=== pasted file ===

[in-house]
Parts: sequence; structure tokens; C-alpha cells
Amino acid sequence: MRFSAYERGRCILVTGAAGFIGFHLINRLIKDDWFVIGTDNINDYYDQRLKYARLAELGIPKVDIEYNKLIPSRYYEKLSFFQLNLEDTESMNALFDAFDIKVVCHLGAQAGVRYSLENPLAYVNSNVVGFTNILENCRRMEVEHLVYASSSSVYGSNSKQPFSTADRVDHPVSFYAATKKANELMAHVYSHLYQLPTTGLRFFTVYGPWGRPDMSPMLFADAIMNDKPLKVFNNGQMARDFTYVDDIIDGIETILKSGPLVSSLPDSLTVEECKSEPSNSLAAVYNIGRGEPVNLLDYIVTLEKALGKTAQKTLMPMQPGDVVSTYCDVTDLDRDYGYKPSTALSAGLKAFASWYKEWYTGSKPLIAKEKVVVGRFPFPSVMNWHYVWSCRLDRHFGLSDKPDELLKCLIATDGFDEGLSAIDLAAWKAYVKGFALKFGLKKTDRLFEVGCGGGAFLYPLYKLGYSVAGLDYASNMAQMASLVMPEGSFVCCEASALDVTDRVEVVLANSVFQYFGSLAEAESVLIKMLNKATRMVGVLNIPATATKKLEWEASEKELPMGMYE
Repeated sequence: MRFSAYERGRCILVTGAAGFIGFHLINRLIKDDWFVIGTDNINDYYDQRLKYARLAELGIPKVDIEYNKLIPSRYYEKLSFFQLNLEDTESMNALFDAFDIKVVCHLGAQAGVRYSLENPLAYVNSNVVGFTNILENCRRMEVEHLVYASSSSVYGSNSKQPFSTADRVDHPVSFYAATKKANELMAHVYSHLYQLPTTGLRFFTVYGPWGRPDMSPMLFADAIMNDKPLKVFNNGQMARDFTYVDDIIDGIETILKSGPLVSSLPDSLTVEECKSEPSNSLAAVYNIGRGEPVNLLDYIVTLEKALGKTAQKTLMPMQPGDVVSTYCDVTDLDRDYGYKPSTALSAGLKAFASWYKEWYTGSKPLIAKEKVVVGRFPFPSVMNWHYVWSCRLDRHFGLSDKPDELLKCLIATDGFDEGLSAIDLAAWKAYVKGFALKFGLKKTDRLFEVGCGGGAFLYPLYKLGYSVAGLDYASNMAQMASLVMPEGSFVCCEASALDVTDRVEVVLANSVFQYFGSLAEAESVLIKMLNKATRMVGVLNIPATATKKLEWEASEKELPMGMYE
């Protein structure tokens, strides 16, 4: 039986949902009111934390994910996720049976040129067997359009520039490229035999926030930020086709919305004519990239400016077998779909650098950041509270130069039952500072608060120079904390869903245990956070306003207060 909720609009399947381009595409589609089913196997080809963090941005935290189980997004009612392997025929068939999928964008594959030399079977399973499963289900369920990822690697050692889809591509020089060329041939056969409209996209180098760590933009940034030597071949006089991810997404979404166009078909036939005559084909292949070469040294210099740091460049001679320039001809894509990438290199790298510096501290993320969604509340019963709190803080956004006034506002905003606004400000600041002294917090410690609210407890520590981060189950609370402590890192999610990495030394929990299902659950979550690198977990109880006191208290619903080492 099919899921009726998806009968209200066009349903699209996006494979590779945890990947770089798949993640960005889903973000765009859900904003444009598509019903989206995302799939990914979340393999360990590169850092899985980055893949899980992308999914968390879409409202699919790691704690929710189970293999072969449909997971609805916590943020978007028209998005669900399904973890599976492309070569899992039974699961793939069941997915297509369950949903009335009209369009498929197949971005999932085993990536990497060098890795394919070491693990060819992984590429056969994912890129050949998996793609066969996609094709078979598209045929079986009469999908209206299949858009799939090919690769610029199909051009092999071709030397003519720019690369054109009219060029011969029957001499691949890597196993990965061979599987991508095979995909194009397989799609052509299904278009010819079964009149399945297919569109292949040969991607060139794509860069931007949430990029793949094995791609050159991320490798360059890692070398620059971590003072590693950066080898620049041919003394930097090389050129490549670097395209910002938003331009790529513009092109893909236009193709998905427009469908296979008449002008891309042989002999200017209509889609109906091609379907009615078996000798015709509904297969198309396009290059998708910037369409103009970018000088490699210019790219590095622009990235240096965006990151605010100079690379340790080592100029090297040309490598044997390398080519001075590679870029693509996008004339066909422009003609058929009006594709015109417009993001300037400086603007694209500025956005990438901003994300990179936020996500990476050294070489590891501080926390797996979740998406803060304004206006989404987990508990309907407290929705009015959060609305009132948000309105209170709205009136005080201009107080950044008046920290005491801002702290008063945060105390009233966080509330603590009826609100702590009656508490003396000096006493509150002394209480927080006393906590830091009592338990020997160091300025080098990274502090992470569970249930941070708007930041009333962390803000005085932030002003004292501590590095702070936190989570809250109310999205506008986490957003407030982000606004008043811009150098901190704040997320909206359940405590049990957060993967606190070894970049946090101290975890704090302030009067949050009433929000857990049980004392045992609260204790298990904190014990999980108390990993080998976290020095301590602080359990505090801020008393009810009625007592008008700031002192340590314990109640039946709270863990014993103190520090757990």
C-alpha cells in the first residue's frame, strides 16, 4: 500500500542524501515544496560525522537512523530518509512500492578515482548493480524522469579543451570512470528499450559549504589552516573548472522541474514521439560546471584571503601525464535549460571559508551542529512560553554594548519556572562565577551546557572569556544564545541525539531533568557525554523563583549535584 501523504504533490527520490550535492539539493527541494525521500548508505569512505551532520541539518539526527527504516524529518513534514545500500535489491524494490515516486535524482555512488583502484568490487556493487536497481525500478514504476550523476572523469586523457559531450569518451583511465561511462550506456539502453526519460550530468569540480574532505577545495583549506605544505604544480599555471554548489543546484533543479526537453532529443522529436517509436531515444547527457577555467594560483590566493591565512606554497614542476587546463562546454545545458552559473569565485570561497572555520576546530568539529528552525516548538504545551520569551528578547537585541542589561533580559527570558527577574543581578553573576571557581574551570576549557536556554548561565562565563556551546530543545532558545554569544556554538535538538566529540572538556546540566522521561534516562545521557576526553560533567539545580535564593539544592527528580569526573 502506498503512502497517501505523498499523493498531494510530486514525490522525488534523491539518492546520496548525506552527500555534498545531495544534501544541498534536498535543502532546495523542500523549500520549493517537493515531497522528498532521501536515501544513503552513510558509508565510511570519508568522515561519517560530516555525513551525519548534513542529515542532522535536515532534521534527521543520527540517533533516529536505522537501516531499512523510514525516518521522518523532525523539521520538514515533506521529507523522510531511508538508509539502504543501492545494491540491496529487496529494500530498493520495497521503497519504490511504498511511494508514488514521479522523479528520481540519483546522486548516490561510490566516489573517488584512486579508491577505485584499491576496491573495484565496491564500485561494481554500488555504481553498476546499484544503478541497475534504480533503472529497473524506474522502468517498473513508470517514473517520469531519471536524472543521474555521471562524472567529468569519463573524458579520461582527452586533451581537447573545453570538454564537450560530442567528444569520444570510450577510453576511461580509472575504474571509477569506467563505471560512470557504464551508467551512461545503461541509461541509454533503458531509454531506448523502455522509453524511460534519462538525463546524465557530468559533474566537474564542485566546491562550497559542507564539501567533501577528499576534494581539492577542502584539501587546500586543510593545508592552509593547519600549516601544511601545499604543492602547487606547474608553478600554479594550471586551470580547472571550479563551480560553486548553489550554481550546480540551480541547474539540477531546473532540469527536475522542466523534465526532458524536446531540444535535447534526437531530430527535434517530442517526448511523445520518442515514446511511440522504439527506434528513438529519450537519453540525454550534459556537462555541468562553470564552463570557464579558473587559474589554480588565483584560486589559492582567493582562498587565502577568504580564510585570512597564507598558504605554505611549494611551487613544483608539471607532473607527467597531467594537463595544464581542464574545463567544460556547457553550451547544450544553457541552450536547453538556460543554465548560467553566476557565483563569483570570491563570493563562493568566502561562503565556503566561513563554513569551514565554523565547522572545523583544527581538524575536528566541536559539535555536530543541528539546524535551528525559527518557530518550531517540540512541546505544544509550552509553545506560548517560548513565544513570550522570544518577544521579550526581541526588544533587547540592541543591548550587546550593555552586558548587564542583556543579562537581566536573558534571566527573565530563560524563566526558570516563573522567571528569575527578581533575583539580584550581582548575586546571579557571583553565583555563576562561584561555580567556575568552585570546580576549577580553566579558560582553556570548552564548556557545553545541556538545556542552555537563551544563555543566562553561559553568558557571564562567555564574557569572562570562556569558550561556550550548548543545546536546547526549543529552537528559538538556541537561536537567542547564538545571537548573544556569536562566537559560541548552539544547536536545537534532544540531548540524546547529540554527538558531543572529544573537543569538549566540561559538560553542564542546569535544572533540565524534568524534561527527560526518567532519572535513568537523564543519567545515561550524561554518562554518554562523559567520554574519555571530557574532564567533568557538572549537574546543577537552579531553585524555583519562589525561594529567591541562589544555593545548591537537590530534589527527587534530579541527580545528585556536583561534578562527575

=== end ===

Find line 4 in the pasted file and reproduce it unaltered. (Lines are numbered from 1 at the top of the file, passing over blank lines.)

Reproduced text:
Repeated sequence: MRFSAYERGRCILVTGAAGFIGFHLINRLIKDDWFVIGTDNINDYYDQRLKYARLAELGIPKVDIEYNKLIPSRYYEKLSFFQLNLEDTESMNALFDAFDIKVVCHLGAQAGVRYSLENPLAYVNSNVVGFTNILENCRRMEVEHLVYASSSSVYGSNSKQPFSTADRVDHPVSFYAATKKANELMAHVYSHLYQLPTTGLRFFTVYGPWGRPDMSPMLFADAIMNDKPLKVFNNGQMARDFTYVDDIIDGIETILKSGPLVSSLPDSLTVEECKSEPSNSLAAVYNIGRGEPVNLLDYIVTLEKALGKTAQKTLMPMQPGDVVSTYCDVTDLDRDYGYKPSTALSAGLKAFASWYKEWYTGSKPLIAKEKVVVGRFPFPSVMNWHYVWSCRLDRHFGLSDKPDELLKCLIATDGFDEGLSAIDLAAWKAYVKGFALKFGLKKTDRLFEVGCGGGAFLYPLYKLGYSVAGLDYASNMAQMASLVMPEGSFVCCEASALDVTDRVEVVLANSVFQYFGSLAEAESVLIKMLNKATRMVGVLNIPATATKKLEWEASEKELPMGMYE